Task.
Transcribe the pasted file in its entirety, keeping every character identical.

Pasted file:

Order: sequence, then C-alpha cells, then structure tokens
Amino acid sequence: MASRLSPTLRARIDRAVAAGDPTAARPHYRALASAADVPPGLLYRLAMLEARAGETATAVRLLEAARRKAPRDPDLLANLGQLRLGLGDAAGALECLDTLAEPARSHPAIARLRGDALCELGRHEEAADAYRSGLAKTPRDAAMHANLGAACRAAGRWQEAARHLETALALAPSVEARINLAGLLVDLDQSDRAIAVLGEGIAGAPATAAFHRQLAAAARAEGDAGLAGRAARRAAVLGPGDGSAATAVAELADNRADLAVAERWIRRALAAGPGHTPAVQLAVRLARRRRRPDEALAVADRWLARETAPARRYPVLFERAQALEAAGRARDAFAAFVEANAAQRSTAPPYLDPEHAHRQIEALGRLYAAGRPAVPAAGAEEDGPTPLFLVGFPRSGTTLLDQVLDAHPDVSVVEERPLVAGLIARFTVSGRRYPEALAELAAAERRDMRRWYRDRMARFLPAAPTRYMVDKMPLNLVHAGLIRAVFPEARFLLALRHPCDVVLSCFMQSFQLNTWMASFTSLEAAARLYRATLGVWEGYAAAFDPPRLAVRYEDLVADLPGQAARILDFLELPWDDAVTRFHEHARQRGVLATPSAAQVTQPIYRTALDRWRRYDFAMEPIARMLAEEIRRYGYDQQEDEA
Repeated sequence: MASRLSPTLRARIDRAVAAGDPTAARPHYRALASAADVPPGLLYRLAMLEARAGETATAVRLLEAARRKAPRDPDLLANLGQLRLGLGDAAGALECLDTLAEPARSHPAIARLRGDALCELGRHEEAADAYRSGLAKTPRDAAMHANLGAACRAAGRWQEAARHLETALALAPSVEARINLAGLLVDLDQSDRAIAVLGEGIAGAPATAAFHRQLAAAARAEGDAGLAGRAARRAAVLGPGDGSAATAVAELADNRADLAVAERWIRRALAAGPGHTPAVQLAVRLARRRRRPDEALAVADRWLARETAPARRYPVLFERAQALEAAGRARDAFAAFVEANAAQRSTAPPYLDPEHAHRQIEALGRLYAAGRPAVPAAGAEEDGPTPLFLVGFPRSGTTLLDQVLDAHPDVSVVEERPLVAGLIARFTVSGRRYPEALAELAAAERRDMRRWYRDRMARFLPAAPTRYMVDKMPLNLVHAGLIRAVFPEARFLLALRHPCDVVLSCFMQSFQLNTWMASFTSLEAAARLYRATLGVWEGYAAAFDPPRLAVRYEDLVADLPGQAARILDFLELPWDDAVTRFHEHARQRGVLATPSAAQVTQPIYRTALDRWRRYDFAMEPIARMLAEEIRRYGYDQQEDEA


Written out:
Order: sequence, then C-alpha cells, then structure tokens
Amino acid sequence: MASRLSPTLRARIDRAVAAGDPTAARPHYRALASAADVPPGLLYRLAMLEARAGETATAVRLLEAARRKAPRDPDLLANLGQLRLGLGDAAGALECLDTLAEPARSHPAIARLRGDALCELGRHEEAADAYRSGLAKTPRDAAMHANLGAACRAAGRWQEAARHLETALALAPSVEARINLAGLLVDLDQSDRAIAVLGEGIAGAPATAAFHRQLAAAARAEGDAGLAGRAARRAAVLGPGDGSAATAVAELADNRADLAVAERWIRRALAAGPGHTPAVQLAVRLARRRRRPDEALAVADRWLARETAPARRYPVLFERAQALEAAGRARDAFAAFVEANAAQRSTAPPYLDPEHAHRQIEALGRLYAAGRPAVPAAGAEEDGPTPLFLVGFPRSGTTLLDQVLDAHPDVSVVEERPLVAGLIARFTVSGRRYPEALAELAAAERRDMRRWYRDRMARFLPAAPTRYMVDKMPLNLVHAGLIRAVFPEARFLLALRHPCDVVLSCFMQSFQLNTWMASFTSLEAAARLYRATLGVWEGYAAAFDPPRLAVRYEDLVADLPGQAARILDFLELPWDDAVTRFHEHARQRGVLATPSAAQVTQPIYRTALDRWRRYDFAMEPIARMLAEEIRRYGYDQQEDEA
Repeated sequence: MASRLSPTLRARIDRAVAAGDPTAARPHYRALASAADVPPGLLYRLAMLEARAGETATAVRLLEAARRKAPRDPDLLANLGQLRLGLGDAAGALECLDTLAEPARSHPAIARLRGDALCELGRHEEAADAYRSGLAKTPRDAAMHANLGAACRAAGRWQEAARHLETALALAPSVEARINLAGLLVDLDQSDRAIAVLGEGIAGAPATAAFHRQLAAAARAEGDAGLAGRAARRAAVLGPGDGSAATAVAELADNRADLAVAERWIRRALAAGPGHTPAVQLAVRLARRRRRPDEALAVADRWLARETAPARRYPVLFERAQALEAAGRARDAFAAFVEANAAQRSTAPPYLDPEHAHRQIEALGRLYAAGRPAVPAAGAEEDGPTPLFLVGFPRSGTTLLDQVLDAHPDVSVVEERPLVAGLIARFTVSGRRYPEALAELAAAERRDMRRWYRDRMARFLPAAPTRYMVDKMPLNLVHAGLIRAVFPEARFLLALRHPCDVVLSCFMQSFQLNTWMASFTSLEAAARLYRATLGVWEGYAAAFDPPRLAVRYEDLVADLPGQAARILDFLELPWDDAVTRFHEHARQRGVLATPSAAQVTQPIYRTALDRWRRYDFAMEPIARMLAEEIRRYGYDQQEDEA